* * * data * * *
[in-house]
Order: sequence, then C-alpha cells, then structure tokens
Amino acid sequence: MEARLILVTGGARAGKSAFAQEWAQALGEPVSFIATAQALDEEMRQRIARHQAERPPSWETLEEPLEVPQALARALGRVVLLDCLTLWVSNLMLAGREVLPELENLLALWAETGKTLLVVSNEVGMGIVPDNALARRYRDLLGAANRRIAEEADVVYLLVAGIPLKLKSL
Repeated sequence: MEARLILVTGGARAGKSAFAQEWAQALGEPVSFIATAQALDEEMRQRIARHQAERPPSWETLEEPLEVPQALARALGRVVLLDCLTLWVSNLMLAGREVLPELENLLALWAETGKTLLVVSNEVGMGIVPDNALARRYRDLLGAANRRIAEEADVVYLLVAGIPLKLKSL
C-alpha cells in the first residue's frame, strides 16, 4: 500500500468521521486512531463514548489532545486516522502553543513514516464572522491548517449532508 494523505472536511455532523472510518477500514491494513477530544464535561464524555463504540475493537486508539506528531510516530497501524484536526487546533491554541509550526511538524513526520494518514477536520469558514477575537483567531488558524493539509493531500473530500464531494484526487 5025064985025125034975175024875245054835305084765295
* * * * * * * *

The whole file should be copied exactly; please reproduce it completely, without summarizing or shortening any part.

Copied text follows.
[in-house]
Order: sequence, then C-alpha cells, then structure tokens
Amino acid sequence: MEARLILVTGGARAGKSAFAQEWAQALGEPVSFIATAQALDEEMRQRIARHQAERPPSWETLEEPLEVPQALARALGRVVLLDCLTLWVSNLMLAGREVLPELENLLALWAETGKTLLVVSNEVGMGIVPDNALARRYRDLLGAANRRIAEEADVVYLLVAGIPLKLKSL
Repeated sequence: MEARLILVTGGARAGKSAFAQEWAQALGEPVSFIATAQALDEEMRQRIARHQAERPPSWETLEEPLEVPQALARALGRVVLLDCLTLWVSNLMLAGREVLPELENLLALWAETGKTLLVVSNEVGMGIVPDNALARRYRDLLGAANRRIAEEADVVYLLVAGIPLKLKSL
C-alpha cells in the first residue's frame, strides 16, 4: 500500500468521521486512531463514548489532545486516522502553543513514516464572522491548517449532508 494523505472536511455532523472510518477500514491494513477530544464535561464524555463504540475493537486508539506528531510516530497501524484536526487546533491554541509550526511538524513526520494518514477536520469558514477575537483567531488558524493539509493531500473530500464531494484526487 5025064985025125034975175024875245054835305084765295